I’ve been a bit busy the last few days (and still am, as well as being exhausted and missing my peanut…again), but after taking some time to do a brief roundabout on the legal news of the last coupla days, I am compelled to jot a few notes on the doings in a few courtrooms.
First, the NYTimes article from David Johnston this morning. (And a hat tip to Holden for the heads up on the article.) If Luskin is coming out and saying publicly that they got a letter from Pat Fitzgerald which says that Rove will not be charged, there are two things that I want to see and know: (1) what does the letter actually say, word for word; and (2) does it say something along the lines of "Please thank Karl for his cooperation in this matter."
Johnston has always seemed to have good sources within the Luskin/Rove camp (although, frankly, who didn’t last year when Luskin may have called every reporter in the universe). So it’s not surprising that Luskin would pick the NYTimes as his outlet for announcing news of a letter freeing-up Rove (if, indeed, that is what it fully does…although, I have to say, in all honesty, as an attorney you would never make an announcement like this without something in hand from the prosecutor which purports to say this — you’d never be taken seriously in any other case otherwise…).
Here’s what the article does say:
The prosecutor in the C.I.A. leak case on Monday advised Karl Rove, the senior White House adviser, that he would not be charged with any wrongdoing, effectively ending the nearly three-year criminal investigation that had at times focused intensely on Mr. Rove.
The decision by the prosecutor, Patrick J. Fitzgerald, announced in a letter to Mr. Rove’s lawyer, Robert D. Luskin, lifted a pall that had hung over Mr. Rove who testified on five occasions to a federal grand jury about his involvement in the disclosure of an intelligence officer’s identity.
In a statement, Mr. Luskin said, "On June 12, 2006, Special Counsel Patrick Fitzgerald formally advised us that he does not anticipate seeking charges against Karl Rove."
Well, that’s a bit of overhype, frankly. Rove was not the only person that Fitzgerald was looking at in the grand scheme of this investigation. And to spin this as the case being over is laziness on the part of David Johnston — and the media writ large, frankly — who have never dug into this case to realize that the players were larger than the Libby and Rove narrative frame that the corporate media types have conveniently used throughout the investigation. And that the be all and end all of the case was not the ultimate criminal charges, but the exposure of the smarmy underbelly of the Bush Administration and their standard MO of attacking, with a vengeance, anyone who dares to question them — even when those questions are not only appropriate but also expose them in a lie.
I’ve said this before, and I will say it again: unless and until I hear it from Patrick Fitzgerald, the investigation continues to be ongoing. Which means that there are still potential developments down the road, should the evidence (like handwritten marching orders on the Wilson op-ed in Dick Cheney’s handwriting) lead there.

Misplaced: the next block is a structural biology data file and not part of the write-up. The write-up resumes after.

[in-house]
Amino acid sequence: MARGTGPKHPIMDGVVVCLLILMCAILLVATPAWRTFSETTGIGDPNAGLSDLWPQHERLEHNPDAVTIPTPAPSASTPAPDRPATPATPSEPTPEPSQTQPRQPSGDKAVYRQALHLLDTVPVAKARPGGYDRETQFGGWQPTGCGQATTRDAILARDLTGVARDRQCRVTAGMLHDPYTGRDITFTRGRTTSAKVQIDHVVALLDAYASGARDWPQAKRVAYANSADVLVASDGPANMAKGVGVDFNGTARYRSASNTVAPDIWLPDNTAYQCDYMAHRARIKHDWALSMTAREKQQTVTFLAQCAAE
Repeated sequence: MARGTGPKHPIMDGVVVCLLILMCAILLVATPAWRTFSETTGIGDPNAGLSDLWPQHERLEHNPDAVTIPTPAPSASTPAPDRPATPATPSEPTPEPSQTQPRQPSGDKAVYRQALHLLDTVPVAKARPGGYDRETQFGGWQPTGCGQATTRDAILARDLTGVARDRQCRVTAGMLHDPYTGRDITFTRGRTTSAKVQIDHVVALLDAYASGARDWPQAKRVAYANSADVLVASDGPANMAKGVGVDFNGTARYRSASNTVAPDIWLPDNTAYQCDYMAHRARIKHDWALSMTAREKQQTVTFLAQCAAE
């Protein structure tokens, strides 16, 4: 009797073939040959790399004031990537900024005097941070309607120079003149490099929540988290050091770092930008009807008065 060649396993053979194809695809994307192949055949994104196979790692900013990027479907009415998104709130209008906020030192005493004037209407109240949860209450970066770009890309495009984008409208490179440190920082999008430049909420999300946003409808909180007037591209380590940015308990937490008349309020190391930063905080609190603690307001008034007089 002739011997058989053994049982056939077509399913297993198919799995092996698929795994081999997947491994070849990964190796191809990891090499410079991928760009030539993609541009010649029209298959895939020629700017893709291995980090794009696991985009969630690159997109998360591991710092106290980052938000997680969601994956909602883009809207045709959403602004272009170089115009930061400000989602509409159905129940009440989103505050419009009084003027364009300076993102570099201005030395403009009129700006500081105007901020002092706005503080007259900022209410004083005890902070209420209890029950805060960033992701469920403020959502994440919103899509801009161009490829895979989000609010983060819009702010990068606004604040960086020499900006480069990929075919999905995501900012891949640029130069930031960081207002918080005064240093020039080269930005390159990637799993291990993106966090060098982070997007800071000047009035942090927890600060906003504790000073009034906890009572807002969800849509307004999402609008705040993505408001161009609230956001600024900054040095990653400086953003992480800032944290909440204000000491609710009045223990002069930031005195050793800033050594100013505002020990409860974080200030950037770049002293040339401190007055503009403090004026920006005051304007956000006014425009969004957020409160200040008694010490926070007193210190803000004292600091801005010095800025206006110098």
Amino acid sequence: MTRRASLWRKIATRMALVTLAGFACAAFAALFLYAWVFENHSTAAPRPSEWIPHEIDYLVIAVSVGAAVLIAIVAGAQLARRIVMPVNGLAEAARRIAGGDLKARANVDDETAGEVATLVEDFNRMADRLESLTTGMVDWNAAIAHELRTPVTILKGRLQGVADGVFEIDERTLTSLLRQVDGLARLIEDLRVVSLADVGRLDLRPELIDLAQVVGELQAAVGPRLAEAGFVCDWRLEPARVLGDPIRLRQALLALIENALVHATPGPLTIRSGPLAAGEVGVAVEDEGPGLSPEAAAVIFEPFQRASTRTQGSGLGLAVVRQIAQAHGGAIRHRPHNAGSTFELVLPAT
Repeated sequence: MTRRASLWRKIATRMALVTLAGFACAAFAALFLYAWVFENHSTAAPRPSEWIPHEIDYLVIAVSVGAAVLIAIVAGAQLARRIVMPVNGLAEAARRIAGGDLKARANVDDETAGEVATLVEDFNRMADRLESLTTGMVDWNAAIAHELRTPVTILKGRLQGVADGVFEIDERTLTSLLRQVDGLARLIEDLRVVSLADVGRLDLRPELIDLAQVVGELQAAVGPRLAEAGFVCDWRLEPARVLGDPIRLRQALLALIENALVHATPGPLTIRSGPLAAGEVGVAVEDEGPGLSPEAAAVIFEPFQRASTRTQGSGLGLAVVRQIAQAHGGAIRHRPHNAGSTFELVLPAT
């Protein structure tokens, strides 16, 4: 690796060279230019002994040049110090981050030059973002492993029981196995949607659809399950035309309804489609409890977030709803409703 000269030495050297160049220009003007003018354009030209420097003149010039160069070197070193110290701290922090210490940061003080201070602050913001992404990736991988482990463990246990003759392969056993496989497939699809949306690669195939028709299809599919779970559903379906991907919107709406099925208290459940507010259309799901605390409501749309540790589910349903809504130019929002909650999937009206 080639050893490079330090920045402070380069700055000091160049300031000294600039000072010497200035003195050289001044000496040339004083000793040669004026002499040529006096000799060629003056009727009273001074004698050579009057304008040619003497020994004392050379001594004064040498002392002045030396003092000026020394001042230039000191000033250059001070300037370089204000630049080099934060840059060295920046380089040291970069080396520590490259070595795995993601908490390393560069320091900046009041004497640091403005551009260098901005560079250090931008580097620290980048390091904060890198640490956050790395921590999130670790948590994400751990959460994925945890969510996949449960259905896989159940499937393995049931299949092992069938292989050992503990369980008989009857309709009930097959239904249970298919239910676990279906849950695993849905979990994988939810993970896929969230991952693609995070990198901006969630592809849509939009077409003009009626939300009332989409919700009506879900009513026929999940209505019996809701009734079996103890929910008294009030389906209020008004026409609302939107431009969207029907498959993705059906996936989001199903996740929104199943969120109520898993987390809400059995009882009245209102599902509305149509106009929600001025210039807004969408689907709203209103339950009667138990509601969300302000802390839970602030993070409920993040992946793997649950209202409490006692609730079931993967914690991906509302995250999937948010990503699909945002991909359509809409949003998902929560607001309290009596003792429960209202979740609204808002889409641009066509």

And I’ve also said this, and it is worth a reminder: Patrick Fitzgerald and his team are career professionals. You do not charge someone with a criminal indictment merely because they are scum. You have to have the evidence to back up any charges — not just that may indicate that something may have happened, but you must have evidence that criminal conduct occurred and that you can prove it. You charge the evidence you have, you try the case you can make, and you don’t go down a road that will ultimately be a waste of the public’s money and time once you have ascertained that the case is simply not there. It doesn’t mean that you don’t think the SOB that you can’t charge isn’t a weasel or guilty as hell, it just means that you can’t prove it. (And, fwiw, those times are the worst of your career, because you truly hate to let someone go when you know in your gut they’ve done something wrong.)
Jeralyn has been saying all along that she thinks that Rove cut some sort of cooperation deal. I really want to see whatever wording was in (Luskin’s words) the letter from Fitzgerald before I get too far down this road on the what’s going on speculation. And I’m hoping that some enterprising reporter…cough…Murray…cough…will get the scoop on just what IS going on with all of this.
In his statement Mr. Luskin said he would not address other legal questions surrounding Mr. Fitzgerald’s decision. He added, "In deference to the pending case, we will not make any further public statements about the subject matter of the investigation. We believe that the Special Counsel’s decision should put an end to the baseless speculation about Mr. Rove’s conduct."
But it was evident that Mr. Fitzgerald’s decision followed an exhaustive inquiry into Mr. Rove’s activities that had brought the political strategist dangerously close to possible charges. In October, when Mr. Libby was indicted, people close to Mr. Rove had suggested that his involvement in the case would soon be over; speculation about Mr. Rove’s legal situation flared again in April when he made his fifth appearance before the grand jury.
Hmmm…interesting that Luskin, who has blathered about town about every hangnail that he’s ever witnessed on any person involved in this matter suddenly clams up, isn’t it? And that he mentions the ongoing investigation…and that he limits his comment on speculation to Rove and Rove alone. (Although, he is Rove’s paid attorney, so that does make sense in a "you pay my hourly rate and the other guys don’t" sort of way.)
Here’s what I do know: Karl Rove has been moved out of his palatial White House digs into a smaller, windowless room across the hall. Joshua Bolten has been wielding more and more influence with Bush of late, and Rove has slunk back into the background for the moment. In DC, loss of power and influence — even if it is only the perception of it — can be a painful thing. But for Rove, the most painful thing of all would be for the Democrats to re-take Congress. Guess what I’m going to be working on for the next few months? Help me mete out a little justice in the form of a Democratic victory this fall, won’t you?